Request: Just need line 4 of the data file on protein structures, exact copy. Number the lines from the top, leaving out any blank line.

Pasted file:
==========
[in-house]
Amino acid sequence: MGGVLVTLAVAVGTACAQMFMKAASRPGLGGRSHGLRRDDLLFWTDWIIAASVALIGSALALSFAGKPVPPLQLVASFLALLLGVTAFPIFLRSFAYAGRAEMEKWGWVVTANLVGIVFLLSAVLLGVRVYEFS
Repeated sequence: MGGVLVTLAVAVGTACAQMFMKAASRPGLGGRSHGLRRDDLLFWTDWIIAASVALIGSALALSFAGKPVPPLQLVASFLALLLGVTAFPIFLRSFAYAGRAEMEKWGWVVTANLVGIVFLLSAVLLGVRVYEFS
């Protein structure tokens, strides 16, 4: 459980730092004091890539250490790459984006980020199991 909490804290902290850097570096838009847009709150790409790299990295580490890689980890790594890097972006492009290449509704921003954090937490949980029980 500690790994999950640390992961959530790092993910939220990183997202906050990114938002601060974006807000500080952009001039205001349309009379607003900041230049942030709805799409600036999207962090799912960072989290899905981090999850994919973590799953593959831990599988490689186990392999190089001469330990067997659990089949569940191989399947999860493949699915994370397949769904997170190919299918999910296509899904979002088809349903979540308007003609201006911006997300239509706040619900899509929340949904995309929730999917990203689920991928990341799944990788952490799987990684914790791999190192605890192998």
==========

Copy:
């Protein structure tokens, strides 16, 4: 459980730092004091890539250490790459984006980020199991 909490804290902290850097570096838009847009709150790409790299990295580490890689980890790594890097972006492009290449509704921003954090937490949980029980 500690790994999950640390992961959530790092993910939220990183997202906050990114938002601060974006807000500080952009001039205001349309009379607003900041230049942030709805799409600036999207962090799912960072989290899905981090999850994919973590799953593959831990599988490689186990392999190089001469330990067997659990089949569940191989399947999860493949699915994370397949769904997170190919299918999910296509899904979002088809349903979540308007003609201006911006997300239509706040619900899509929340949904995309929730999917990203689920991928990341799944990788952490799987990684914790791999190192605890192998």